Editor's Note: Kalyn Heffernan is a familiar voice to many regular readers of Westword Music. We've written about her band Wheelchair Sports Camp many times over the years, and she has sent us dispatches from previous trips to SXSW. This year, she shares this recap of the band's sixth trip to Austin, and wonders whether the struggle is forever.
We made it back ALIVE from another SXSW! We have been super fortunate and humbled to represent Denver officially since we started making the trek in 2011. On our first trip and our first time out of Colorado, we had a rare “SXSW breakthrough” experience when about 200+ people came to our showcase, and a good chunk of those attendees were industry people. Got home with a front-page Denver Post story, got in SPIN magazine, rocked the cover of the Village Voice, had an huge A&R reach out, and interviewed with Nardwuar. Most importantly we have kept relationships with all those connects and call them friends now.
Five years later, the Wheelchair Sports Camp crew has come a long way, and yet we still tour like gypsies, making just enough to get by. As I sit here on my twenty-ninth birthday and reflect on what it means to do what we’ve done, I realize so many of my dreams have come true, but I wonder: Will I be thirty, on the cover of your magazine and still struggling to make a living doing what it seems like I’m already doing?
All we talk about on the road is how to sustain this crazy career path. Touring is not for everyone, but for me it’s like a drug that won’t let me go. Yet on the other hand, this is my life’s work, and we deserve to live a comfortable life doing what we’ve busted our asses for. We get a lot of time in the mini-van (about eight hours driving a day on tour) to talk about the current state of the music “industry” or lack thereof. On this trip down to Austin, we talked a ton about our perceptions of what it means to be a “successful” artist. We’ve toured the country and back, played outside of the U.S., sold thousands of CDs and swag, and been in some serious publications. But the reality is, we’re still struggling. We’re friends with our heroes and our heroes are struggling just like us.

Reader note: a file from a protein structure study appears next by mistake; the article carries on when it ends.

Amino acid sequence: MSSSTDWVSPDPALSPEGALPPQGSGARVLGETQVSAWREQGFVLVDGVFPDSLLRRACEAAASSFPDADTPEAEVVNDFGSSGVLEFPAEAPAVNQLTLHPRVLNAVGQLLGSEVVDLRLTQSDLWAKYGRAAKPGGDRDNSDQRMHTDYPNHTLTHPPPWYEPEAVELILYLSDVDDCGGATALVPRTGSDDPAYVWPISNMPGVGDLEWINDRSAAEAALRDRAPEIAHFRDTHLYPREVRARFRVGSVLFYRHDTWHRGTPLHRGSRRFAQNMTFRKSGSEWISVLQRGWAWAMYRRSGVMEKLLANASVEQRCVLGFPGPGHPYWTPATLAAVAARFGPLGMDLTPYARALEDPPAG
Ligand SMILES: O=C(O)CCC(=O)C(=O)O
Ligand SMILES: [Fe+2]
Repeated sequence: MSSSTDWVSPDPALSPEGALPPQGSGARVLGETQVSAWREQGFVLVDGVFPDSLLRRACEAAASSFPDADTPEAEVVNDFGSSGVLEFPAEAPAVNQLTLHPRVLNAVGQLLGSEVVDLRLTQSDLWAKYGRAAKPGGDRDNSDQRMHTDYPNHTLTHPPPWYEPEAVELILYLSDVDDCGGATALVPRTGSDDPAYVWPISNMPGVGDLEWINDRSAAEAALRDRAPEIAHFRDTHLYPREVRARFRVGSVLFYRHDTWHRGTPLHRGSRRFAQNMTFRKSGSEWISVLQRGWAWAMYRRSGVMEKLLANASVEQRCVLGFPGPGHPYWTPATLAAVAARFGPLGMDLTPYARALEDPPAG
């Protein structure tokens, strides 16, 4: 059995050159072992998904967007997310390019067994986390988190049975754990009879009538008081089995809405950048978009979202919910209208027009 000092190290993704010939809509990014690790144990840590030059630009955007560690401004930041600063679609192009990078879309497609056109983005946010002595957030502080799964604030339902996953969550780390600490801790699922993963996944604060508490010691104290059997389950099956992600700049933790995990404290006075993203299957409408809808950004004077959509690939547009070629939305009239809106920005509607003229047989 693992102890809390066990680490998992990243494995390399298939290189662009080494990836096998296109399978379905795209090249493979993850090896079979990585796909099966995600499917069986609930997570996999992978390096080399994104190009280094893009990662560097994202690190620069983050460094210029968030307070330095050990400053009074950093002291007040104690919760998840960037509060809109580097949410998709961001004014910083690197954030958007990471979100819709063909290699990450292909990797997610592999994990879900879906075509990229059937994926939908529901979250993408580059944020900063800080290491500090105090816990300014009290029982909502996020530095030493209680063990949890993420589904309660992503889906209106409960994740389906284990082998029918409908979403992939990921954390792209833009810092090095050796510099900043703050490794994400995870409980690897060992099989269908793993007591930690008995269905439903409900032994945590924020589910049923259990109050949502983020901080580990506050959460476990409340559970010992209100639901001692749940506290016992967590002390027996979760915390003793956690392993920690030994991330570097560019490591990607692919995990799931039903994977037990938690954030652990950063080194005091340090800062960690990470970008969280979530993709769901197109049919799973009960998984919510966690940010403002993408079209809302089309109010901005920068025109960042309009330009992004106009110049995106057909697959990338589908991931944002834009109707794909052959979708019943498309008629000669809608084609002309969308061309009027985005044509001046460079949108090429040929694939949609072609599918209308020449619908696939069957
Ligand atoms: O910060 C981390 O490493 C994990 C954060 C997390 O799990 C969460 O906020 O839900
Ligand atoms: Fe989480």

If you like this story, consider signing up for our email newsletters.
SHOW ME HOW
You have successfully signed up for your selected newsletter(s) - please keep an eye on your mailbox, we're movin' in!
It’s so easy to watch someone’s Instagram or Snapchat (which I still don’t get) and assume your heroes and peers are on top of the world. They’re touring, they have fans, they’re at SXSW with all the bigwigs, but where are they sleeping? Are they sleeping? How much money did they make or lose to create this perception?
Resale Concert Tickets
SXSW is the best and worst melting pot for independent music and corporate exploiters. It is the most diverse fest I know of, a melting pot of music-goers from all backgrounds. There are so many people at SXSW without “official wristbands,” and many of them have traveled from Japan or Latin America or anywhere in between. How many of these musicians lost money for “SXSW exposure”? Most of them, I’d guess. SXSW does not pay performers for their twenty-minute sets (more often fifteen minutes because there’s only five minutes budgeted to change over stages between acts, and the sound guy was over-worked and under-informed). It costs an arm and both legs to stay in Austin if you don’t have a couch to crash on. The food trucks — while amazing — all cost a pretty penny. You may be drinking free Bud Light all day, but you’ve got to eat.
As one of Denver’s biggest, “smallest” bands and representing our city at the world’s largest and most diverse festivals in the world, we can’t help but wonder why our city doesn’t invest in its touring artists. After every single show we play, people want to talk about Denver — it’s the most popular and intriguing city in the country right now. People want to know how our city is handling the legalization of marijuana and if it’s as cool as everyone says it is. We know damn well we have one of the best creative communities, but it’s still near impossible to make a living as an artist here. Denver has all the money and hype, but the money part doesn’t apply to the music economy. Sometimes it seems pursuing the dream of this career will mean sleeping on the floor forever. All I know is that Denver uses us musicians to sell the city to investors and newcomers, and SXSW uses us to sell its festival, but we artists who fuel this economy can’t keep doing it this way. No, the money doesn’t trickle down. Your perception is off, your Reaganomics is off. We’ll continue to represent for Denver, but right now I'm like, “Fuck you, pay us!”